What tech bubble: So a couple of Silicon Valley types have created an app named Gixo that provides audio and video fitness classes. The idea is to “create a new way for people to exercise and is accessible to a larger demographic”. Okay, this is not a unique idea but how much does it cost? $24 a month. Newsflash: you can get a normal gym membership for that much! It won’t be at Equinox but it will be at a big-box gym that has everything from treadmills to weights to group exercise classes. For some reason, Gixo thinks that they are competing with high end gyms that “cost up to $250 per month excluding initiation fees” yet their mission is “to make exercise accessible and cost-friendly to the masses”.
This is why tech people need to get out of Silicon Valley once in a while. A fitness app for $24 a month does nothing to make fitness more accessible because it is already accessible at that price point. Especially in the age of the low cost operator. But if you’re rich and all your friends are rich and you never leave the Bay Area, then you have no idea what the hell is going on in the rest of the country. I’m now waiting for Gixo to change their mission statement to making exercise more convenient to the masses.
Also, there is way too much venture capital money out there right now. This company raised $3.7 million. This isn’t a Juicero-level blunder but investors need to do their due diligence before investing.
The Fitness District: A bunch of boutique gyms in Coral Gables have taken to calling their street Fitness Row. Why do I find this interesting? Because I could see this as the first step to boutique gyms collaborating and partnering together. People are already cobbling together multiple gym memberships in order to get everything they need. What if the gyms on Fitness Row figured out how to offer a comprehensive membership? That way, someone could get their weight-training and yoga and pilates at a discounted price in essentially the same location. And each gym could maintain its independence and focus while making Fitness Row the destination to get fit in Coral Gables.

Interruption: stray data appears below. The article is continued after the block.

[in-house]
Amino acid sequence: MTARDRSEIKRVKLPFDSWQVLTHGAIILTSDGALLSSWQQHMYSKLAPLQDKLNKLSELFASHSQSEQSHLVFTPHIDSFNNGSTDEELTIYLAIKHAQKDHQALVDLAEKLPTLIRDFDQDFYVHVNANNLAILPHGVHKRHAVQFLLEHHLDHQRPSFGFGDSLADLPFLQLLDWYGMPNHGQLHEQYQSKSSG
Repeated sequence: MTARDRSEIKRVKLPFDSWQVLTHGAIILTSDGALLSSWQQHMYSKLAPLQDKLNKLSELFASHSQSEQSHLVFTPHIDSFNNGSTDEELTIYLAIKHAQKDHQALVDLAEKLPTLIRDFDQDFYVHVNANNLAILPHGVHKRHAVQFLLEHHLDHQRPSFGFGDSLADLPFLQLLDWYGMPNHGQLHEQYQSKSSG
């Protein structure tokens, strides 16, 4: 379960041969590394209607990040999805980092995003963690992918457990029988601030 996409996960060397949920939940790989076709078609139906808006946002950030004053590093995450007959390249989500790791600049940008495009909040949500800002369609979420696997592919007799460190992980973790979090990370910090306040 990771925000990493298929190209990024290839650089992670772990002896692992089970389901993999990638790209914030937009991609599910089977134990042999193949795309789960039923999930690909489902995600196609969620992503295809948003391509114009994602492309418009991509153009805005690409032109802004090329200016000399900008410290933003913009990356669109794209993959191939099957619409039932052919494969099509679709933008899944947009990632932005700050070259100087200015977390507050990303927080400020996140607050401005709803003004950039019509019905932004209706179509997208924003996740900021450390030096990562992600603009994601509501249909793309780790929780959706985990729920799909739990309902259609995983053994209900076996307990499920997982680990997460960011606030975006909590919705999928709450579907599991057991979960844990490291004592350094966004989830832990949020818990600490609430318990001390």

Who knows if this will ever materialize and if it does, what exactly it will look like? But I am going to keep my eye on Fitness Row.
Celebrity Fitness: Alison Brie needed to get in shape for her new Netflix Show, GLOW, in which she plays a professional wrestler. So what exercises did she focus on? Heavy bag slams, deadlifts, farmer walks, L-sit pull-ups, and sessions on the VersaClimber while wearing a weight vest. Celebrity fitness is always of interest to me because these are very driven people whose careers depend on them looking a certain way and they are short on time but long on resources. Celebrities are not the innovators (like athletes are) when it comes to fitness but they are the early adopters. And I can’t remember the last time that I saw a celebrity fitness routine that wasn’t based on functional fitness.
PecGate: It looks like the final count of CrossFit competitors suffering an injury to their pectoral muscles in the Regional competitions is 36, 35 men and 1 woman. Ryan DeBell, “a Washington-based chiropractor, sports-injuries expert, and longtime CrossFit adherent”, believes that there is a 3 part equation for these injuries:
1) The high volume of weighted butterfly pullups in the previous event
2) Pushing very hard and fast out of the bottom of the dip
3) The longer straps on the rings and the increased need for stabilization
I also wonder if there is a muscle imbalance issue at play here as well. There are so many movements in CrossFit that develop the back muscles but few that target the pectoral muscles. Perhaps these athletes need to incorporate some good old fashioned bench presses into their workouts.
Culture Matters: RadioWest had a great interview on the history of fitness with Daniel Kunitz, the author of Lift: Fitness Culture, from Naked Greeks and Acrobats to Jazzercise and Ninja Warrior. My favorite line is “Fitness has always been counter-cultural”. I will have to check out his book now.
Define gym: The Richmond Times-Dispatch had a good article on the growth of boutique fitness. It lead off with this staggering statistic:
Memberships in small, specialized boutique gyms and niche fitness studios grew 70 percent from 2012 to 2015, according to the International Health, Racquet and Sportsclub Association. Compare that to the 5 percent membership growth in traditional gyms over that same period.
The rest of the article was a good roundup of that side of the industry.
-Group classes make members feel like they’re part of a community
-Overhead is low compared to big-box gyms
-Boutiques lack the amenities of larger gyms but offer greater focus and passion
-Franchise or independent?
-Face training is now a thing
-So is Goat Yoga
-Does Lebron James use a Smith Machine? Front squats or back squats?